Motivation, Practice, and Brain Science

I just returned from a talk author Daniel Coyle, author of The Talent Code: Greatness Isn’t Born, It’s Grown, gave at another elementary school nearby. He spent the day with the students and faculty,  shared time with them at their faculty meeting, and then gave his talk to parents and others who were interested.

I haven’t read the book, but it’s on my list. Wanting to always grow and be a better teacher, are of interest to me.

He talked about female Russian tennis players who seemed to enter the world stage from nowhere, just like female Korean golfers have done recently. Amazingly successful singers in Dallas and Brazilian soccer players were also mentioned. What was it that made these people so talented? It wasn’t that there was something inherent about their nationalities.

Coyle told a story of Simon Clifford, an elementary school soccer coach from Leeds, who didn’t believe that it was a region, climate, or genetics alone that produced very talented soccer players, so he headed to Brazil and noticed that almost all the kids played soccer, but a variation of it involving a very small, bounceless ball in a small court. Well Clifford went back to Leeds and gave these children those same balls to play with and it wasn’t long before he started producing some key talent in soccer.

Coyle related that it wasn’t just the practice, but the kind of practice that mattered. The kind of stuff that made you work, even for a millisecond was much more useful than practicing something you took for granted and just glossed over. And when you practice in a way where you make mistakes, slow down to fix those mistakes, and continue the cycle of failing and reaching, this is where you grow. Not just in what you’re learning, but you grow myelin. The stuff that covers your neurons. The more myelin you grow, the more efficient you become at what you’re learning, and the better you become at what you do, be it teaching, golf, or playing the clarinet.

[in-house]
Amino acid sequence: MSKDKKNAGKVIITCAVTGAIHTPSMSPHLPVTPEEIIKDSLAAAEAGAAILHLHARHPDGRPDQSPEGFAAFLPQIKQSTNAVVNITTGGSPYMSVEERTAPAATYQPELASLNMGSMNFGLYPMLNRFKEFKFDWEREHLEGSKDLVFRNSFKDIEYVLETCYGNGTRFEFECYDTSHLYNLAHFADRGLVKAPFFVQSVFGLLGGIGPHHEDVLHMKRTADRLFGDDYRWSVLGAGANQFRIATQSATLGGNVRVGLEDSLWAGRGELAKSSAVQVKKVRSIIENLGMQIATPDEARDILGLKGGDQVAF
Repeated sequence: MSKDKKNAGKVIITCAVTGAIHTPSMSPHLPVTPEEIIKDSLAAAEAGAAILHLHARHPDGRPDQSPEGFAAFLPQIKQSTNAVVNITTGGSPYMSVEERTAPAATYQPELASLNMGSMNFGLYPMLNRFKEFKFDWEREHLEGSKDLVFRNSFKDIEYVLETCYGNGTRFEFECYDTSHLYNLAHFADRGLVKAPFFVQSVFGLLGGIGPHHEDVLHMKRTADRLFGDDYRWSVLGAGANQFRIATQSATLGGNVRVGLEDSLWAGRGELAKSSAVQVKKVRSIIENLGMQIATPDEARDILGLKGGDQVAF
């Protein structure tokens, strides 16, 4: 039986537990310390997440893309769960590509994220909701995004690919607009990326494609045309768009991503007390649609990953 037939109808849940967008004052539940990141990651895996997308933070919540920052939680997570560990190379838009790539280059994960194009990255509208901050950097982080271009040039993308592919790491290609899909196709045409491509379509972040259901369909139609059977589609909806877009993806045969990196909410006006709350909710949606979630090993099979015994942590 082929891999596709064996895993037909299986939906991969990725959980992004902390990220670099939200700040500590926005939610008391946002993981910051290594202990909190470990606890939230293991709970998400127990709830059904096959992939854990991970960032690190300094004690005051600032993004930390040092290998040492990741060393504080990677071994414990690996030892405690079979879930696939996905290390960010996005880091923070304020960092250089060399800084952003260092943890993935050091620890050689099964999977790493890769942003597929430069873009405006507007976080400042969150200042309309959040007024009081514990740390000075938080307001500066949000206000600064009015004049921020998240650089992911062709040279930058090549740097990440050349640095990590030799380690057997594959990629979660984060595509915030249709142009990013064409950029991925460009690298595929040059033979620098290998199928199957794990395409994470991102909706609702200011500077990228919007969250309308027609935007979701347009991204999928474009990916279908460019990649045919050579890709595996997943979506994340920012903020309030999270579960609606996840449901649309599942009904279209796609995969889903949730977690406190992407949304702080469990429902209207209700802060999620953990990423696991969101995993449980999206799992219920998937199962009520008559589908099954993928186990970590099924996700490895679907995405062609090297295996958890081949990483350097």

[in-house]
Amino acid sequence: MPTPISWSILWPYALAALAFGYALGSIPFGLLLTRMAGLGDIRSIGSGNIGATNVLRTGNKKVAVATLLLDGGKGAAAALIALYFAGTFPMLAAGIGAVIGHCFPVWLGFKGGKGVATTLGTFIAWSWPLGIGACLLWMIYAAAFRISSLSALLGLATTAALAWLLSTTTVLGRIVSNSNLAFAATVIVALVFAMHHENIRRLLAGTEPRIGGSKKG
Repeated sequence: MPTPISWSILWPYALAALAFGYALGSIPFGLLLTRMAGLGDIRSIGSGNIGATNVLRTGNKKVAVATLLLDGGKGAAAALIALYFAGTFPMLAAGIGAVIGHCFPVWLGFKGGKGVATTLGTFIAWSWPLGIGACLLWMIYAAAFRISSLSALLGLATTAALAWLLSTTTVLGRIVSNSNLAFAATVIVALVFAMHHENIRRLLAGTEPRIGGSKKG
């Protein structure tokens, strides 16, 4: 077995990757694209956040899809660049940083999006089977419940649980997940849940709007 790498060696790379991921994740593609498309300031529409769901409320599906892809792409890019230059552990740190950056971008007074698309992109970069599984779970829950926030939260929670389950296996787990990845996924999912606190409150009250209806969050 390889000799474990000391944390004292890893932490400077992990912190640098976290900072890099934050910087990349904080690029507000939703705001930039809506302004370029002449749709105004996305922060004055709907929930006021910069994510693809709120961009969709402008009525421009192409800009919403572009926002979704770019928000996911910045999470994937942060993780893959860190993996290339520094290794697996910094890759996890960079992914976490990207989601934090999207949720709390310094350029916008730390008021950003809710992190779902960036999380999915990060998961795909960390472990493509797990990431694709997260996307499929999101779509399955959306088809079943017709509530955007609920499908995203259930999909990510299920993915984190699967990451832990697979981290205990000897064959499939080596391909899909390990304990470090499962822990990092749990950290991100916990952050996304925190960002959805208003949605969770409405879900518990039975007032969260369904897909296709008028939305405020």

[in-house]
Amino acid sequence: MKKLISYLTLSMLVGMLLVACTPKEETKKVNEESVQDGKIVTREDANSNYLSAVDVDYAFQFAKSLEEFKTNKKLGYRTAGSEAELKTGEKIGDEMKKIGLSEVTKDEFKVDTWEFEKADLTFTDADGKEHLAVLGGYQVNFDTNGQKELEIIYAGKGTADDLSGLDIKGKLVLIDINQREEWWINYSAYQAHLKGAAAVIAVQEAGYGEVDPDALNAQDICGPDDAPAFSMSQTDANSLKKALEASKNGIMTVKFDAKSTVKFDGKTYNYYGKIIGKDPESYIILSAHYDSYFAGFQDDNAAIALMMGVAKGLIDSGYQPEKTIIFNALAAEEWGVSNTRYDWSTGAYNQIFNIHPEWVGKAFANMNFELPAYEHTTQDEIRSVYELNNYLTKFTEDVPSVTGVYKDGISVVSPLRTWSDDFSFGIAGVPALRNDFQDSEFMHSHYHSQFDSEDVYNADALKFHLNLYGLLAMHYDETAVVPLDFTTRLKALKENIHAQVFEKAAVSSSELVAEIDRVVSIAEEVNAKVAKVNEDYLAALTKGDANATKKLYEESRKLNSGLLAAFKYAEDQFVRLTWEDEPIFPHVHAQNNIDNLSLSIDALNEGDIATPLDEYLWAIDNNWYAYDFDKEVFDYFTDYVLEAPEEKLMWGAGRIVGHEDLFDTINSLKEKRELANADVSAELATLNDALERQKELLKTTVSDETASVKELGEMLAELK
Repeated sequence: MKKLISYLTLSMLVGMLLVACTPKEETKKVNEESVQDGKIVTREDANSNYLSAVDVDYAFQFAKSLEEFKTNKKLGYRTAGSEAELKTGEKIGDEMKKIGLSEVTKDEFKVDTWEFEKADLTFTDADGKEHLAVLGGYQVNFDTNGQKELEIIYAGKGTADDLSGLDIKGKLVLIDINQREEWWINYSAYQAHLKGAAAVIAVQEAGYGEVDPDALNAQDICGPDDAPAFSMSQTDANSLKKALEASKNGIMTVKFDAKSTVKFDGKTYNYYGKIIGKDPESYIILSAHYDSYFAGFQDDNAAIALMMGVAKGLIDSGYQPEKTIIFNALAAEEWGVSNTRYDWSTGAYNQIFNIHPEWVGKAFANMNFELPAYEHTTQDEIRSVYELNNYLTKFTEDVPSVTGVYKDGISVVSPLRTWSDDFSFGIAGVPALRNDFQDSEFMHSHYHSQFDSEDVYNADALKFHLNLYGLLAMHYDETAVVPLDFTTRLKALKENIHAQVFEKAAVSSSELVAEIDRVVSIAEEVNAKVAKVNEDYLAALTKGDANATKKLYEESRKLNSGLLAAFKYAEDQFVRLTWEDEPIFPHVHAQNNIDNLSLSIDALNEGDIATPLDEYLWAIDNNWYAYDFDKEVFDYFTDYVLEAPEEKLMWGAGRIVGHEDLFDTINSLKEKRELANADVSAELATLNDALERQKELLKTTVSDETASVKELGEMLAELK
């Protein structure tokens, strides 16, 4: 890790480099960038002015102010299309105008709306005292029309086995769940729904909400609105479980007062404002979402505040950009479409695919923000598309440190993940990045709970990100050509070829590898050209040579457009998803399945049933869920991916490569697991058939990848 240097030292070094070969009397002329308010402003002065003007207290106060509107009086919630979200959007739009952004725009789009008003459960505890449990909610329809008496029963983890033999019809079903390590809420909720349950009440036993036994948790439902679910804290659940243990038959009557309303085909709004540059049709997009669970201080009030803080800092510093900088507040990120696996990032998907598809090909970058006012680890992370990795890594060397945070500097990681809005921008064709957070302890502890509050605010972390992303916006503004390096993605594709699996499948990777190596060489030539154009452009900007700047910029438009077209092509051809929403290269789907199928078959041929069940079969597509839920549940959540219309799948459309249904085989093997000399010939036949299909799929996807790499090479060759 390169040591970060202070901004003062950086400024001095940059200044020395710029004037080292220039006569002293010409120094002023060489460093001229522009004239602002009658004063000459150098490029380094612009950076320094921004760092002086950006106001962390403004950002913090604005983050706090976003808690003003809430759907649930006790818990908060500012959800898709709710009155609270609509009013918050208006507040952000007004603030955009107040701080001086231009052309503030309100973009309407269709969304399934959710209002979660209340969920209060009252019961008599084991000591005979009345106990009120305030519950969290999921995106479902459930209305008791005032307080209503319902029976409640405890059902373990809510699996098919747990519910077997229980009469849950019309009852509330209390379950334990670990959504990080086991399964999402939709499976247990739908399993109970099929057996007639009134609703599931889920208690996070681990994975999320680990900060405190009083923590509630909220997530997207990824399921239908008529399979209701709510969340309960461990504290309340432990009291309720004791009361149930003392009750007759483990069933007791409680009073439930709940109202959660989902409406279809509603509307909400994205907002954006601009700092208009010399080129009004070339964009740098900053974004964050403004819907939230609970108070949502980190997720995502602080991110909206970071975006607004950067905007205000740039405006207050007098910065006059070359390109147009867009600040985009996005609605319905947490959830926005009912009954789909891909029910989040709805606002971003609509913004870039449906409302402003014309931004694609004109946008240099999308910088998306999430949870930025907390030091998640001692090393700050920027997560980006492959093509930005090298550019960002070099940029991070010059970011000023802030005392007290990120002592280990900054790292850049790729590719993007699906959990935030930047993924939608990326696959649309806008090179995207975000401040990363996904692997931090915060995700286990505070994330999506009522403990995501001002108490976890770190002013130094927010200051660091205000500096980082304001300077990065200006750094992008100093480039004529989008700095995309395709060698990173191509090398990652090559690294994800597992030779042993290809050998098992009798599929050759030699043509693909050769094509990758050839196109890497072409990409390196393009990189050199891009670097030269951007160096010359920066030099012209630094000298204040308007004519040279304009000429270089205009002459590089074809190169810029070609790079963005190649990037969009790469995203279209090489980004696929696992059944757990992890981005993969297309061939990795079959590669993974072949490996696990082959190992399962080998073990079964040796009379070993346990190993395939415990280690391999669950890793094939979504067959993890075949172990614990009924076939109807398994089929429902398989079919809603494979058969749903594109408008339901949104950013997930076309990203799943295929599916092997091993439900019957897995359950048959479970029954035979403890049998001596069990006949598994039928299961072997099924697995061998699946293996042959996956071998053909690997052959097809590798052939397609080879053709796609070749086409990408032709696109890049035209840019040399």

Another factor in growing talent was motivation and Coyle noted that it could be a number of things, but it was usually people – he called it a windshield. Younger siblings have older siblings they want to become and therefore are intrinsically motivated to practice and keep at it. These windshields can be very subtle too. One school, Kipp takes their students to college campuses for a day. They just go, look around, and explore, but at some point, that becomes their motivation. The students want to be that college student and as a result, work at it.

On his blog, Coyle mentions Doug Lemov’s book about effective teaching and when he asked effective teachers to show them their lesson plans, they didn’t have any. They start over, rip their old ones up, try new things, or re-invent the wheel. They look at the minute errors and try to fix them through practice.

He cited Carol Dwek’s work on Mindsets, and mentioned two important things for teachers and parents. 1) Pay attention to what your child is staring at. Staring is learning. 2) Praise effort, not skill. He commented on the school he was visiting as one with a growth mindset.

Coyle is another strong believer of collaboration, as he believes it helps us all hone our talents. Coyle mentioned that it’s a wonderful time to be learning more about the brain and how it learns, but we are only scratching the surface. As a friend of mine put it, just think of Galileo looking through a telescope for the first time and discovering things about our solar system. That’s where we are with brain science. We know quite a bit, but there is much more to learn. Who thought myelin had anything to do with it?

As for taking things for granted, something that both Dan Coyle and Sir Ken Robinson says we need to avoid in order to find our passion, Coyle closed with this joke: Two young fish swam by an older fish going the other way. “The water’s great. Isn’t it?” said the old fish to the two younger ones. After they passed one of the younger fish said to the other one, “What’s water?”

It’s often the small, seemingly insignificant things that parents and teachers miss. Let’s find ways to avoid missing those things and get those neurons firing and that myelin growing. Coyle, like Malcolm Gladwell in Outliers does not dismiss genetics and talent, but says we pay way too much attention to the notion of  ‘natural talent.’

Here’s a 4 min. video of Coyle speaking about his book.

 

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